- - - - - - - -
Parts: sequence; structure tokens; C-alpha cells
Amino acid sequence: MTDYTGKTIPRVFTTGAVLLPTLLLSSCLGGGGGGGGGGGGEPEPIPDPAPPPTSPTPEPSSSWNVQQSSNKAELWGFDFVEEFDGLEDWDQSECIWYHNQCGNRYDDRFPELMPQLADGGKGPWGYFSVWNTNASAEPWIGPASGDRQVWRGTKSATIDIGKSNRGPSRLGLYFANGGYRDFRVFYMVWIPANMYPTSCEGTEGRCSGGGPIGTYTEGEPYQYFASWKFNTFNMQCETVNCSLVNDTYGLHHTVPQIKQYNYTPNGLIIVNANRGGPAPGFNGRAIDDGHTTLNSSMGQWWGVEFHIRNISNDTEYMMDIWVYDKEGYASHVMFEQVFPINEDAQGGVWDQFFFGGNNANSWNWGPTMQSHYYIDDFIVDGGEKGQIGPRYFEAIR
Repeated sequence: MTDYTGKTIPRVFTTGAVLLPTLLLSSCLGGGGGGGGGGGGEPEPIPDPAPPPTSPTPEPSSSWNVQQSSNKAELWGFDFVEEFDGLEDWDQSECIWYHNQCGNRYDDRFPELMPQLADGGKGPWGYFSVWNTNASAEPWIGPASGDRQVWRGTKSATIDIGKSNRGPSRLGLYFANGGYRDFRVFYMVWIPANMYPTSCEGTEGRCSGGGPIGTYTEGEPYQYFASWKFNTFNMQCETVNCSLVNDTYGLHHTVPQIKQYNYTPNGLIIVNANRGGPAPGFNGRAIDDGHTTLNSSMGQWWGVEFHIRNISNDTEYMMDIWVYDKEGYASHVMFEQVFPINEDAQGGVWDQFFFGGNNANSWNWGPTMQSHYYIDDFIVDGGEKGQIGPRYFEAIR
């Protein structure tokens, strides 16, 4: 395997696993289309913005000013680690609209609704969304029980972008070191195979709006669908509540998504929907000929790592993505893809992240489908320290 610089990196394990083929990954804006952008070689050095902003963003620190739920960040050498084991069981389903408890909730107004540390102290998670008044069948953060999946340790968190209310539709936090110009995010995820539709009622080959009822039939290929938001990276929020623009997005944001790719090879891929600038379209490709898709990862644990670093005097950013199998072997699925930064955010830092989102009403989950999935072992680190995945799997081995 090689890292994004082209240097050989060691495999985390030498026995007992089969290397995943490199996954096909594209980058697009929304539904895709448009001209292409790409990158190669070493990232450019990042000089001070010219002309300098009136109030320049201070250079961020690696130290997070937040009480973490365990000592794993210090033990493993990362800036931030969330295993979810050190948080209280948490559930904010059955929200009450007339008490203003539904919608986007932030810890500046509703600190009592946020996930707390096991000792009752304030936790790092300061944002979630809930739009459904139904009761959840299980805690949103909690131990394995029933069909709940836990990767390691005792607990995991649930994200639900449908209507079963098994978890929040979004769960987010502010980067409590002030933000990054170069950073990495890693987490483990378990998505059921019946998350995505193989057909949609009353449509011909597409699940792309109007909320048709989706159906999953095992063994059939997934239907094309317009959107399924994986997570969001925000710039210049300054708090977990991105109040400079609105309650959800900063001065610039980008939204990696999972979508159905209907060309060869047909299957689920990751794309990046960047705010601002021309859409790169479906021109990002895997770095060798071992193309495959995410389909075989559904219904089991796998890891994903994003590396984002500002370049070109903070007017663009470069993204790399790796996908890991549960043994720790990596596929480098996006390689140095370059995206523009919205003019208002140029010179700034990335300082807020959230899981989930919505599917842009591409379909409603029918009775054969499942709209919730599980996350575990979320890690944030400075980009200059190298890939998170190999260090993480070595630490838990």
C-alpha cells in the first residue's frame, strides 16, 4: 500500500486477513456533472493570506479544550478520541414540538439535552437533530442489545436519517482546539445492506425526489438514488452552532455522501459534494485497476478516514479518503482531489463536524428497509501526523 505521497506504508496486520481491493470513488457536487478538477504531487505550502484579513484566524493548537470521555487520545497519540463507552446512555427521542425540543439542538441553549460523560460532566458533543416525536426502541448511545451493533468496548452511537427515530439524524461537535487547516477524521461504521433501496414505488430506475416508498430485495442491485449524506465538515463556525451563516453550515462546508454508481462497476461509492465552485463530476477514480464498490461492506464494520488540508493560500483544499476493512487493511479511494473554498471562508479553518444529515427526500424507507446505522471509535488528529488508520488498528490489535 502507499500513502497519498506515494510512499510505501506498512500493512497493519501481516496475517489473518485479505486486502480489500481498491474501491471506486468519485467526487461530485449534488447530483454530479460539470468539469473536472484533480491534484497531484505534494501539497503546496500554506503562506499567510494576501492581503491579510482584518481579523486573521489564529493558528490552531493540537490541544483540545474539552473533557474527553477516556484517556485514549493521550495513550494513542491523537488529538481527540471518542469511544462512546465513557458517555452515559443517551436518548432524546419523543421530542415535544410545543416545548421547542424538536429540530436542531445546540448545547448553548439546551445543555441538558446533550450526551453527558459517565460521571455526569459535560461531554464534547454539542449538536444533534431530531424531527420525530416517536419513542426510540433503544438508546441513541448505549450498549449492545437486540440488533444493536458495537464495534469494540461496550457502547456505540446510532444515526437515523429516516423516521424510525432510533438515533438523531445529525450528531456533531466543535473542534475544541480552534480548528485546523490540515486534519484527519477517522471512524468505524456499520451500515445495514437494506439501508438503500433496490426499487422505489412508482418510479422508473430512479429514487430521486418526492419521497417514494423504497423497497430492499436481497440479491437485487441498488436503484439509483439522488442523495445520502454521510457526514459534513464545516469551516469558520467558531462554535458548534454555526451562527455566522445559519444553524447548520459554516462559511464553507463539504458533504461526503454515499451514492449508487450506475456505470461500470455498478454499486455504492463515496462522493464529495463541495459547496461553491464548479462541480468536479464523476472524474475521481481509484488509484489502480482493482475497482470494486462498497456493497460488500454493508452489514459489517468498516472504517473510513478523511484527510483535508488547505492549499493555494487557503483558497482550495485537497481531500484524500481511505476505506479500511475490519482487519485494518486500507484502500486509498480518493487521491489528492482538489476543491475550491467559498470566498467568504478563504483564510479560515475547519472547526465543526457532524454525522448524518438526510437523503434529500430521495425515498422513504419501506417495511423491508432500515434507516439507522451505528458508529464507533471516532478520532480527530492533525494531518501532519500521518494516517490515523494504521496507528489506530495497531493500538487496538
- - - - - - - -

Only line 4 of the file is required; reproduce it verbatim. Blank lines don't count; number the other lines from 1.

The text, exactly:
């Protein structure tokens, strides 16, 4: 395997696993289309913005000013680690609209609704969304029980972008070191195979709006669908509540998504929907000929790592993505893809992240489908320290 610089990196394990083929990954804006952008070689050095902003963003620190739920960040050498084991069981389903408890909730107004540390102290998670008044069948953060999946340790968190209310539709936090110009995010995820539709009622080959009822039939290929938001990276929020623009997005944001790719090879891929600038379209490709898709990862644990670093005097950013199998072997699925930064955010830092989102009403989950999935072992680190995945799997081995 090689890292994004082209240097050989060691495999985390030498026995007992089969290397995943490199996954096909594209980058697009929304539904895709448009001209292409790409990158190669070493990232450019990042000089001070010219002309300098009136109030320049201070250079961020690696130290997070937040009480973490365990000592794993210090033990493993990362800036931030969330295993979810050190948080209280948490559930904010059955929200009450007339008490203003539904919608986007932030810890500046509703600190009592946020996930707390096991000792009752304030936790790092300061944002979630809930739009459904139904009761959840299980805690949103909690131990394995029933069909709940836990990767390691005792607990995991649930994200639900449908209507079963098994978890929040979004769960987010502010980067409590002030933000990054170069950073990495890693987490483990378990998505059921019946998350995505193989057909949609009353449509011909597409699940792309109007909320048709989706159906999953095992063994059939997934239907094309317009959107399924994986997570969001925000710039210049300054708090977990991105109040400079609105309650959800900063001065610039980008939204990696999972979508159905209907060309060869047909299957689920990751794309990046960047705010601002021309859409790169479906021109990002895997770095060798071992193309495959995410389909075989559904219904089991796998890891994903994003590396984002500002370049070109903070007017663009470069993204790399790796996908890991549960043994720790990596596929480098996006390689140095370059995206523009919205003019208002140029010179700034990335300082807020959230899981989930919505599917842009591409379909409603029918009775054969499942709209919730599980996350575990979320890690944030400075980009200059190298890939998170190999260090993480070595630490838990």